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Carbon Dioxide Removal

Complementing emission reduction to reach net zero by 2050

Carbon Dioxide Removal (CDR) is the process of removing carbon dioxide from the atmosphere and storing it in the biosphere (plants, soils), geosphere (rocks, underground), the ocean or in products. CDR takes many forms, from planting trees and restoring seagrass meadows to using engineered means to scrub CO2 directly from the air and oceans.

While reducing greenhouse gas emissions remains the most urgent priority, CDR is an additional, complementary action that we must take. The Intergovernmental Panel on Climate Change (IPCC) states “the deployment of CDR to counterbalance hard-to-abate residual emissions is unavoidable if net zero greenhouse gases emissions are to be achieved”. We need CDR and emission reductions.

It’s important to highlight that Carbon Removal is different to Carbon Capture. Carbon Capture and Storage (CCS) and Carbon Capture Utilisation and Storage (CCUS) are processes whereby CO2 is captured from a point source such as from a flue stack connected to a coal power plant and stored or used to create products. In CDR the CO2 is captured from the atmosphere. As such carbon capture is a type of emissions reduction because they reduce emissions that would have been emitted rather than removing emissions that have already been emitted.



Achieving the Paris Agreement’s goals to pursue efforts “to limit the temperature increase to 1.5°C above pre-industrial levels” means reducing our emissions to as close to zero as possible and compensating all residual emissions with an equal amount of carbon removal.

It also requires us to cap the total amount of CO2 emitted into the atmosphere. We can think of this as our carbon budget. In 2020, the IPCC estimated a remaining carbon budget of 500 billion tonnes, giving us a 50% chance of limiting warming to 1.5°C. To put this into perspective, in 2022 we added 37 billion tonnes of CO2 to the atmosphere.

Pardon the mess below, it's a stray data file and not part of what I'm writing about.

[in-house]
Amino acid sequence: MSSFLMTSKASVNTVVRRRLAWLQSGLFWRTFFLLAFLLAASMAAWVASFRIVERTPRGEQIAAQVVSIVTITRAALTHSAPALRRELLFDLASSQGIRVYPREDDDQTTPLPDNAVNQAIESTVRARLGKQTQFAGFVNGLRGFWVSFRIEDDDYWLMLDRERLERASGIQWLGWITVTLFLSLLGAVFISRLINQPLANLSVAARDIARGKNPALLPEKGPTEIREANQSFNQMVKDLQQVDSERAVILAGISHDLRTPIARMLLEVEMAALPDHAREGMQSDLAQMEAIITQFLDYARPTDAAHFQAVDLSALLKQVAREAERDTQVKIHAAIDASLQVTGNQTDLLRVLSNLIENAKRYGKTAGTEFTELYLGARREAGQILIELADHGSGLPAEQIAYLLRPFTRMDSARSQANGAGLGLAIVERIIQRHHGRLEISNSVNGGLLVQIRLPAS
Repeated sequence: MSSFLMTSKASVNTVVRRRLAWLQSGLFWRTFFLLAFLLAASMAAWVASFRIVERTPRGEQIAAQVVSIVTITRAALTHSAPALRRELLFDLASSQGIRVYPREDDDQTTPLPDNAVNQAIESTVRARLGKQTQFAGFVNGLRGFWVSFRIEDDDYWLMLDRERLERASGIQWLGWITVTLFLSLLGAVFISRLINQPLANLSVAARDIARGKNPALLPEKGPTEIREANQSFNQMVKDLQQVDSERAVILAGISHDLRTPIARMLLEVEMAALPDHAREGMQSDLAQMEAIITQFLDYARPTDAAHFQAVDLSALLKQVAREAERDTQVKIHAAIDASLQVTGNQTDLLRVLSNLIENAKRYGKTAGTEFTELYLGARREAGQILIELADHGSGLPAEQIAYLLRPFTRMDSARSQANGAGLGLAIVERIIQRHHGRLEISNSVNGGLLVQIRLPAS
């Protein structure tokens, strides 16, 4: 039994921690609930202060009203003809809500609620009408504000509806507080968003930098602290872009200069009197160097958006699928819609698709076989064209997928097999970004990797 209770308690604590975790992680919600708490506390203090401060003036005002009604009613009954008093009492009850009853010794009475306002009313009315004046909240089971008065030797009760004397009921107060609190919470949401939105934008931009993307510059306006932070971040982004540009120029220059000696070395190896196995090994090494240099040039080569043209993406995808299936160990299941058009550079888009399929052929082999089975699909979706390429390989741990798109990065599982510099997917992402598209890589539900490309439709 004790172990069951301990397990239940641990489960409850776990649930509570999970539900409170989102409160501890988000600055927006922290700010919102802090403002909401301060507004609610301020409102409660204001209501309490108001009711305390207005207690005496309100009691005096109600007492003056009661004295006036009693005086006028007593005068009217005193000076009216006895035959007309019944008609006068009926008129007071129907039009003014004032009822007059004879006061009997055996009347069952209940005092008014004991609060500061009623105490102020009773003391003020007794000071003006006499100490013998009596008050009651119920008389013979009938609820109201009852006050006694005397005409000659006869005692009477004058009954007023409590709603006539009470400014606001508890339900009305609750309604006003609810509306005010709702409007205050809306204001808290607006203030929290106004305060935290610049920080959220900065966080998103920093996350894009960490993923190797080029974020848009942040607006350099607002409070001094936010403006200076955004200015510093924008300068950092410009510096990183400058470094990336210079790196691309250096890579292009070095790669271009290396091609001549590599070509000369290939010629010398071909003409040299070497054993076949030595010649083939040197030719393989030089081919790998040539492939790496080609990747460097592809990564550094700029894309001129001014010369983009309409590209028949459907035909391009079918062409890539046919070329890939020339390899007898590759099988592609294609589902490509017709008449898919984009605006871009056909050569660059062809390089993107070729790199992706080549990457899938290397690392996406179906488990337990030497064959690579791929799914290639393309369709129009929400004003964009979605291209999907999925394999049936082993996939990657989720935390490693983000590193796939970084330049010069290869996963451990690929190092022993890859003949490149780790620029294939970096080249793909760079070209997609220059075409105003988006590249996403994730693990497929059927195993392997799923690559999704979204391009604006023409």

Even our most ambitious reduction targets see us overshooting this budget. Removals can be used to make up for this overshoot. If used in tandem with rapid carbon emission reductions, CDR provides a means to keep 1.5°C alive.

Getting to scale


At COP27 the UN Climate Change High-Level Champion, Nigel Topping, launched the CDR 2030 Breakthrough: “By 2030, carbon dioxide removals are responsibly scaled to remove 3.5 billion tonnes of carbon dioxide per year.”

This is a fraction of the carbon reduction needed by 2030 but scaling up carbon dioxide removal to the necessary levels will require a significant investment in research, development, and deployment of these solutions.

Some methods of CDR, such as reforestation and afforestation, can be implemented relatively quickly and at a lower cost. Other methods, such as direct air carbon capture and storage, are still in the early stages of development and will require investment and research to become cost-effective at scale. To achieve the necessary levels of carbon removal, we need to deploy a diverse portfolio of different CDR solutions. These can be big and small across all regions, from peatland restoration to large-scale regenerative agriculture.

Getting CDR right


Scaling up CDR is crucial to combating climate change. It must be done responsibly, with societal values and interests influencing which CDR approaches to incentivise, how they should be incentivised, and governed. Above all, it must be adopted alongside emission reduction activity.

It's important to consider the environmental and social impacts of different CDR methods, as well as the potential unintended consequences. For example, reforestation can have positive impacts on biodiversity but can displace local communities.

Getting the most from CDR


How can organisations get the most from CDR? Here are our top four recommendations:

Engage with the topic and ensure stakeholders understand CDR, its limitations, and connection to broader decarbonisation

Agree on how much carbon dioxide the organisation needs to remove based on its past, present, and future emissions, in line with net zero and beyond value chain mitigation. Explicit science-based targets towards reductions and removals can also be set

Consider a variety of removals techniques, from reforestation to direct air capture, and then integrate removals solutions into decarbonisation approaches

Clearly disclose the approach to CDR and engage in advocacy to promote better understanding of the space.

How Deloitte can help


We are helping companies to engage responsibly with carbon removals as part of their wider decarbonisation efforts across the lifecycle of CDR.

From creating the removal in the first place, to aligning with best practice or integrating CDR into corporate strategy, we can support you on your journey.

To find out more please contact a member of our team.

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